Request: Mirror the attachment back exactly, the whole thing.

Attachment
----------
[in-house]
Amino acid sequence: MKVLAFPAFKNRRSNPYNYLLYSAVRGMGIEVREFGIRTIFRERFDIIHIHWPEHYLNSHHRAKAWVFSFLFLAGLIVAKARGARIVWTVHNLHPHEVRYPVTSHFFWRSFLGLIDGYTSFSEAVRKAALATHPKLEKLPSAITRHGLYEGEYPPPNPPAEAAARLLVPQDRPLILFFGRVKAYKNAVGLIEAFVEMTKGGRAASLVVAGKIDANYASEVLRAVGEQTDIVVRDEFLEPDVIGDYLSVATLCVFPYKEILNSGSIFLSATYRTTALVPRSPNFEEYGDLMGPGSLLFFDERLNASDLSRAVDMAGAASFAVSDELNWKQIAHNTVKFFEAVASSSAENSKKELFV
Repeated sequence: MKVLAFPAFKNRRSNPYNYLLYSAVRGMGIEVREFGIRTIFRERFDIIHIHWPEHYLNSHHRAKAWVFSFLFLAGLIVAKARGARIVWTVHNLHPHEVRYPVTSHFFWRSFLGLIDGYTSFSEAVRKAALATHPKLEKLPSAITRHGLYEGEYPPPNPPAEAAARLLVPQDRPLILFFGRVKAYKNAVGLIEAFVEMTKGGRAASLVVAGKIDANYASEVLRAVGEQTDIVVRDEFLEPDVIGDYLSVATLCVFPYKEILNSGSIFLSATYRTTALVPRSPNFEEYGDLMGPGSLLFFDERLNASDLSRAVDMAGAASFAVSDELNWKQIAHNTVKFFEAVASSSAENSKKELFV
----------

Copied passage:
[in-house]
Amino acid sequence: MKVLAFPAFKNRRSNPYNYLLYSAVRGMGIEVREFGIRTIFRERFDIIHIHWPEHYLNSHHRAKAWVFSFLFLAGLIVAKARGARIVWTVHNLHPHEVRYPVTSHFFWRSFLGLIDGYTSFSEAVRKAALATHPKLEKLPSAITRHGLYEGEYPPPNPPAEAAARLLVPQDRPLILFFGRVKAYKNAVGLIEAFVEMTKGGRAASLVVAGKIDANYASEVLRAVGEQTDIVVRDEFLEPDVIGDYLSVATLCVFPYKEILNSGSIFLSATYRTTALVPRSPNFEEYGDLMGPGSLLFFDERLNASDLSRAVDMAGAASFAVSDELNWKQIAHNTVKFFEAVASSSAENSKKELFV
Repeated sequence: MKVLAFPAFKNRRSNPYNYLLYSAVRGMGIEVREFGIRTIFRERFDIIHIHWPEHYLNSHHRAKAWVFSFLFLAGLIVAKARGARIVWTVHNLHPHEVRYPVTSHFFWRSFLGLIDGYTSFSEAVRKAALATHPKLEKLPSAITRHGLYEGEYPPPNPPAEAAARLLVPQDRPLILFFGRVKAYKNAVGLIEAFVEMTKGGRAASLVVAGKIDANYASEVLRAVGEQTDIVVRDEFLEPDVIGDYLSVATLCVFPYKEILNSGSIFLSATYRTTALVPRSPNFEEYGDLMGPGSLLFFDERLNASDLSRAVDMAGAASFAVSDELNWKQIAHNTVKFFEAVASSSAENSKKELFV